The Advertised Life According to Vanderbilt

Essay by oedipus February 2004

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The Advertised Life According to Vanderbilt

In Vanderbilt's The Advertised Life, he argues that in our culture, full

with traditions and values, has assimilated to consumer culture, which is

full of marketing persuasion and buying trends. The idea of freedom of

choice, where one can make a decision for oneself without any biased

third party, is long gone. The modern version of freedom of choice is in

which the individual can only between "Brand A" and "Brand B". In this

life, every choice, purchase, attire, and lifestyle is supersaturated and

bombarded with advertisements compelling consumers to make products or

the lifestyle behind the product essential to the consumer. In today's

society every sort of public space like billboards, walls, Internet, and

radio waves are used to assimilate people into this advertised life. We

identify ourselves only as consumers. Every aspect of our lives is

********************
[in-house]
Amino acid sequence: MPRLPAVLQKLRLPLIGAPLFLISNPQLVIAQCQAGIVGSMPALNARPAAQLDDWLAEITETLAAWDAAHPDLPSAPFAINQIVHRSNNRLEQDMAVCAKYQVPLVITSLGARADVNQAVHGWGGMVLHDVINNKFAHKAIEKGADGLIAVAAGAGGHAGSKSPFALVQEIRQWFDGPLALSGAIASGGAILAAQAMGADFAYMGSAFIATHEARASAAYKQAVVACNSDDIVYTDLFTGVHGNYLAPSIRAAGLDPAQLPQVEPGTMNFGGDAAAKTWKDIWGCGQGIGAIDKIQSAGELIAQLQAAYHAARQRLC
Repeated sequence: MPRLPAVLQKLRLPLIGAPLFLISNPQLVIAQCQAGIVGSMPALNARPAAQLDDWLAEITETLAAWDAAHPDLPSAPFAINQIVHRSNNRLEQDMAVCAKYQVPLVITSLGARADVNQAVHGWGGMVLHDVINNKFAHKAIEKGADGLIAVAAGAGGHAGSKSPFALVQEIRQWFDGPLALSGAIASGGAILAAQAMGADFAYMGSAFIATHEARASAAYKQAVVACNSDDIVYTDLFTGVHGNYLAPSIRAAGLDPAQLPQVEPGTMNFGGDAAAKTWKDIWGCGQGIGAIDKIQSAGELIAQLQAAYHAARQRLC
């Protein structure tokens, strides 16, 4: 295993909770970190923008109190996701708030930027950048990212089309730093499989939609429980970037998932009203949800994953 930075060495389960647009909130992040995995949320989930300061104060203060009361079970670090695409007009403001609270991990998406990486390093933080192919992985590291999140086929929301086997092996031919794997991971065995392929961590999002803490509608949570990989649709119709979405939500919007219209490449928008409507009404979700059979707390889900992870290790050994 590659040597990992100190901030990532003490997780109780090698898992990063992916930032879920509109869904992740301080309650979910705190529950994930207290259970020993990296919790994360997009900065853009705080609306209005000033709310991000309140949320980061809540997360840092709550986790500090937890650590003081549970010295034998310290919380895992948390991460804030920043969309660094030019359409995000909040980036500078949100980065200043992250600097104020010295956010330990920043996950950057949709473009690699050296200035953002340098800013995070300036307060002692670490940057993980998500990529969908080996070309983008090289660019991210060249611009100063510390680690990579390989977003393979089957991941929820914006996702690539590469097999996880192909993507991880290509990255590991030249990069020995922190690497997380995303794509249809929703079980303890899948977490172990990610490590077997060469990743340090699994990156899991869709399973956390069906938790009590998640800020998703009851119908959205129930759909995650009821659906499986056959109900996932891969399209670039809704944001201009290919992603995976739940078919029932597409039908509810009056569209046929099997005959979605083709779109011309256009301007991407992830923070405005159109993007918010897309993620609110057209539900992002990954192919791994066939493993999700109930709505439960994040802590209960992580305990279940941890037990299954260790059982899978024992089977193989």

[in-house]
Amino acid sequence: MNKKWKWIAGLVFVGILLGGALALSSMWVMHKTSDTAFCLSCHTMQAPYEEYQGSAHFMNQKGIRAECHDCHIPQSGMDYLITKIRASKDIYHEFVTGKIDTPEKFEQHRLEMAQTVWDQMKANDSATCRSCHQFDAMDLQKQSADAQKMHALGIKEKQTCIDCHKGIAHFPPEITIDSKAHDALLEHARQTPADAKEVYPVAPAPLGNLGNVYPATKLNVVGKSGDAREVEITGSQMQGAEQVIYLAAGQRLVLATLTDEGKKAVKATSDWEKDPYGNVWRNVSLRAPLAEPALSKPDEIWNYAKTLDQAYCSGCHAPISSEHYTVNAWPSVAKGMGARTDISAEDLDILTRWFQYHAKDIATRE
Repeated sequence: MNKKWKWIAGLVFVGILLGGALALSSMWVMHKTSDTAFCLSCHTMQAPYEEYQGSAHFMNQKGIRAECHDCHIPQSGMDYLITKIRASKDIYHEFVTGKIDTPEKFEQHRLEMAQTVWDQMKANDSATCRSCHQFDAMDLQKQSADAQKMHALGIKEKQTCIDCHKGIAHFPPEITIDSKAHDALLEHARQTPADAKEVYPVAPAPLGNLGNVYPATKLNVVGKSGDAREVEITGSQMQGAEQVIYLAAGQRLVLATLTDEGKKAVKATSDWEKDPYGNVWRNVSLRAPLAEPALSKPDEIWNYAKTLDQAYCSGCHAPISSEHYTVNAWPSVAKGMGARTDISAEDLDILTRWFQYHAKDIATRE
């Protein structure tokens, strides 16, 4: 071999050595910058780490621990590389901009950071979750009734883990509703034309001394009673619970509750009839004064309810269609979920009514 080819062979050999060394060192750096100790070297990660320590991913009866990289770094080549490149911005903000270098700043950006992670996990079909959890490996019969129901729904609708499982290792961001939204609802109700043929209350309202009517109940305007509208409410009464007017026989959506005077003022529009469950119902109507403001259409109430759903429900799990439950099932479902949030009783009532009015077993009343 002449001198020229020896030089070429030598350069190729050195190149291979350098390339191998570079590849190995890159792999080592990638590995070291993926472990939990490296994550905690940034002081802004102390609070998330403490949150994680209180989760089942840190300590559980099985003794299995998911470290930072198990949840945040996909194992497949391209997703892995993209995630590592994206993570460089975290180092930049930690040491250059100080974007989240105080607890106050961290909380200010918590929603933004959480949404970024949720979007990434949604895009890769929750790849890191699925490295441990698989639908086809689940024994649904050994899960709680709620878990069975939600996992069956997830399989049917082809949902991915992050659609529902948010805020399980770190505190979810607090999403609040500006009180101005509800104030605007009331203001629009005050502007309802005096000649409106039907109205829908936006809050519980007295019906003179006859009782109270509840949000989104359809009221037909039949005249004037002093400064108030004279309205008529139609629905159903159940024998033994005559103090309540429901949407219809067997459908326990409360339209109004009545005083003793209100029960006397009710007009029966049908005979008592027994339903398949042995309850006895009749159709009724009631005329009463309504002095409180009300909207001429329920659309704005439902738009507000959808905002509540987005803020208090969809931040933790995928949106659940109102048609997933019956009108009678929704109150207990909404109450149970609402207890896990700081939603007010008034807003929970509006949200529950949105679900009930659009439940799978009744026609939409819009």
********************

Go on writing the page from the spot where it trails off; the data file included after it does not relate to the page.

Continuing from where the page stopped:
intertwined with advertising; therefore, we live the advertised life.


power of advertisement has modified the mind of society in which

advertisement has the control of the mass culture even if the consumer

has no previous knowledge of this action or willingly or unwillingly to

accept this. Advertisement does this through the means of alternation of

demographics, perpetual idea, passive consumers, consumerist democracy,

and branding.

Using demographic analysis and trends of consumers, advertisement can

alter or influence trends and demographic groups in order to suit the

corporations through the use of advertisement. If the latest demographic

trends do not favor drinking hard liquor the companies who are involved in

hard liquor production will not easily take a decrease of annual sales.

Rather companies will spend a multi million-dollar campaign, including ads

in magazines, and sampling events. (131) These tactics will convert the

trend to favor liquor-related companies. Another technique corporations

use is to expand to larger...